The Future of Work in Church: Ten Realities You Might Not Know

AI. Robotics. Work-from-anywhere. The disappearing middle manager. The stress of blue-collar and service workers. Gigs and side gigs.

The headlines state the obvious. Work is changing. The pandemic accelerated the change. Workers are adjusting. Companies are adjusting. The marketplace is adjusting.

I am concerned, however, that most churches are not adjusting. 

The most common question we get at Church Answers about work in the church is, “What is the next full time staff person we need to hire?” But, in most churches, that is not the right question. Indeed, most churches do not or will not even have the financial option to ask that question. 

The better question is, “What is the future of work at church?” As church leaders ask that question, the answer becomes clearer and more relevant. 

We do not have all the answers to the question. What we do have, however, are troves of data and conversations with church leaders. We are also watching closely the future of work beyond churches. Based on what we see at this point, we can offer ten realities for church leaders and members.

    1. In person worship gatherings will be more important. Churches should staff accordingly. With the increase of remote work and digital communications, the yearning for in-person connections is growing. The church is the place such connections are meant to take place. 
    1. The majority of churches in five years will have a non-church organization using their facilities on weekdays. Thus, the future of work will not be in a church building for most churches for five to six days a week.
    1. Small groups will be even more vital to the health of congregations. Churches should staff accordingly. The yearning for in-person community will go beyond the gathered worship services. Bible teaching, ministry, discipleship, evangelism, and relationships will find their hub in small groups.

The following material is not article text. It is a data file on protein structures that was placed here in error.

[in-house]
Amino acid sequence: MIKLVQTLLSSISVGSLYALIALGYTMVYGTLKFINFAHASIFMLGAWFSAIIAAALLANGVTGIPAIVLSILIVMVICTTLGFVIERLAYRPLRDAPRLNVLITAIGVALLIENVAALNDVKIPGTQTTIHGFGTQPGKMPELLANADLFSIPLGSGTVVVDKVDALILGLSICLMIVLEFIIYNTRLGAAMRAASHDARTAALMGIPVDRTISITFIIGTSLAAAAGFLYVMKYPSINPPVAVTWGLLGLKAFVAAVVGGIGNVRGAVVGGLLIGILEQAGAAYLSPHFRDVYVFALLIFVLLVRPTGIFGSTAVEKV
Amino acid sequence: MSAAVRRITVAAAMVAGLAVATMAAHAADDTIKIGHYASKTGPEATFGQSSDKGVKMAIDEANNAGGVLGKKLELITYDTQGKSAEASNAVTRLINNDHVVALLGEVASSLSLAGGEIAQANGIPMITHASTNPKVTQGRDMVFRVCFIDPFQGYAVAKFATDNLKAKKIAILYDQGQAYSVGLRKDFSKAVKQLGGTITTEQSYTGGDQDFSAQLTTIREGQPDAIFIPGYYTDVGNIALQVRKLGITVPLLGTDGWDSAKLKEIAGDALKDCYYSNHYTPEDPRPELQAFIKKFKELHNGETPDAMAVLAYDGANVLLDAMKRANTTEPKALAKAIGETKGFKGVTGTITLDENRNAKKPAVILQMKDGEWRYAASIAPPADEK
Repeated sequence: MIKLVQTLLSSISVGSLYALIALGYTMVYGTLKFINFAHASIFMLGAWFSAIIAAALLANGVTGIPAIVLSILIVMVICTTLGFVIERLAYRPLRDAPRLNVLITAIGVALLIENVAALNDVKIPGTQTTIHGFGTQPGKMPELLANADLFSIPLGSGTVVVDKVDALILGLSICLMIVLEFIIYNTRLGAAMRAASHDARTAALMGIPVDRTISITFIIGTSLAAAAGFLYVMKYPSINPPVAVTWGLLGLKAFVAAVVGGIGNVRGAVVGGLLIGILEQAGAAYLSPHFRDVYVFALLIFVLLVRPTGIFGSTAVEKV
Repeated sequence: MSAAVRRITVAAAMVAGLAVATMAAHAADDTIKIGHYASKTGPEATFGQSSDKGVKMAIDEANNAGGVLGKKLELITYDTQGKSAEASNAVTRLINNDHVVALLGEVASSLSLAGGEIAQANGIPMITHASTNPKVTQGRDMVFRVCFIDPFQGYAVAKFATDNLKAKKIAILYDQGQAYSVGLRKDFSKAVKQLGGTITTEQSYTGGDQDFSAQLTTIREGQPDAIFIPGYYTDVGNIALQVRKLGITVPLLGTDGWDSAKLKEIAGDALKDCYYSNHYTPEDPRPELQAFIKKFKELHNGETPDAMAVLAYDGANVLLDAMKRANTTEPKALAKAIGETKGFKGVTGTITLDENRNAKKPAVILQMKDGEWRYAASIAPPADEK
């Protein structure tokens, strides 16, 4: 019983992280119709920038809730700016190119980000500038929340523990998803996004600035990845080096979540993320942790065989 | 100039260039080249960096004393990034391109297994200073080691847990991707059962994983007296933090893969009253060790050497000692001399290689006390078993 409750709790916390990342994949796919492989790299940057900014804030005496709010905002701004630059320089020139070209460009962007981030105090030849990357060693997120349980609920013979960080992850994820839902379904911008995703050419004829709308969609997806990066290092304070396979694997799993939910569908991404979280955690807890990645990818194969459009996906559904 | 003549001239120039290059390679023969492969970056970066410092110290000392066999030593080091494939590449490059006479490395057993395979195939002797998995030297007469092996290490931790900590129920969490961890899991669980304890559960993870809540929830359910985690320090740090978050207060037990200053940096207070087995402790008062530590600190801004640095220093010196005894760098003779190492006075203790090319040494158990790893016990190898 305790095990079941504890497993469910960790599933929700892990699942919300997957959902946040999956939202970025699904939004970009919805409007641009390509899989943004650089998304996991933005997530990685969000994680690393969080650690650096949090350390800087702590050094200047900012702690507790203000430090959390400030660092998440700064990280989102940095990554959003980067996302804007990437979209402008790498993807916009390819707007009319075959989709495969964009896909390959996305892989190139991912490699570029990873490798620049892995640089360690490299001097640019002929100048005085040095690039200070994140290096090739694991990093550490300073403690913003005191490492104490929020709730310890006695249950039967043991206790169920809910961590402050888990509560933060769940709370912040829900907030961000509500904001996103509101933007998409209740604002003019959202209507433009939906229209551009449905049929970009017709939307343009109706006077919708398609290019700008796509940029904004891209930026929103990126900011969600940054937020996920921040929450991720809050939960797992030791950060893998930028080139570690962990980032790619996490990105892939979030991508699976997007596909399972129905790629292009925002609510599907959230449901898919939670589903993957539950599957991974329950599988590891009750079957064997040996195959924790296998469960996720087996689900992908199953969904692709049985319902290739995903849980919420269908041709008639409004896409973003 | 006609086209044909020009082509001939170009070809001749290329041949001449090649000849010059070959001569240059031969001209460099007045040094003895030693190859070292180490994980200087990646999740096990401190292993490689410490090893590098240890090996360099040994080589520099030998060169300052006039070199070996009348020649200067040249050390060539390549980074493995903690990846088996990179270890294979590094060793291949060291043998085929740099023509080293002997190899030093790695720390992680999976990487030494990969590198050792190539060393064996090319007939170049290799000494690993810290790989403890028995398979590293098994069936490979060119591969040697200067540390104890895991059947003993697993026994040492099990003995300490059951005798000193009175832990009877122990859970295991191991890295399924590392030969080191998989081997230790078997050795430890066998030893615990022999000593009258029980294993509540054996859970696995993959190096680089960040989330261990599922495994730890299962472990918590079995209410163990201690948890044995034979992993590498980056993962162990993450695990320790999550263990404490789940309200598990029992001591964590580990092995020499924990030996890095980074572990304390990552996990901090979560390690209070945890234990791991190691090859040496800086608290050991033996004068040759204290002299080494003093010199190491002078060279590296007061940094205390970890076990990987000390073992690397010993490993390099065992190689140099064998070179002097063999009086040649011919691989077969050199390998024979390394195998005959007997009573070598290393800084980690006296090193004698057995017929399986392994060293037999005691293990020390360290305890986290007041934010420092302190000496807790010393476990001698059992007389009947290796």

1. Office workers will disappear. They will largely be replaced by virtual workers whose efficiency could be two to three times greater. In other words, one 20-hour virtual worker might replace two 40-hour office workers. 
    1. Part-time ministers will increasingly be the dominant work choice. Full-time ministers are disappearing rapidly. The study by Faith Community Today (FACT) was stunning. The median attendance of a church today is 65 compared to 137 in 2000. Most churches cannot afford full-time ministers today. In a non-scientific survey we did of churches at Church Answers, we found that 94% of the churches under 100 in attendance had zero or one full-time ministry staff person, usually the pastor. Today, two-thirds of the churches in America have an average attendance under 100. The numbers of smaller churches are increasing, which means more part-time ministers. 
    1. We must be prepared for the dominance of bi-vocational and co-vocational ministers in our churches. Indeed, that is fast becoming the reality.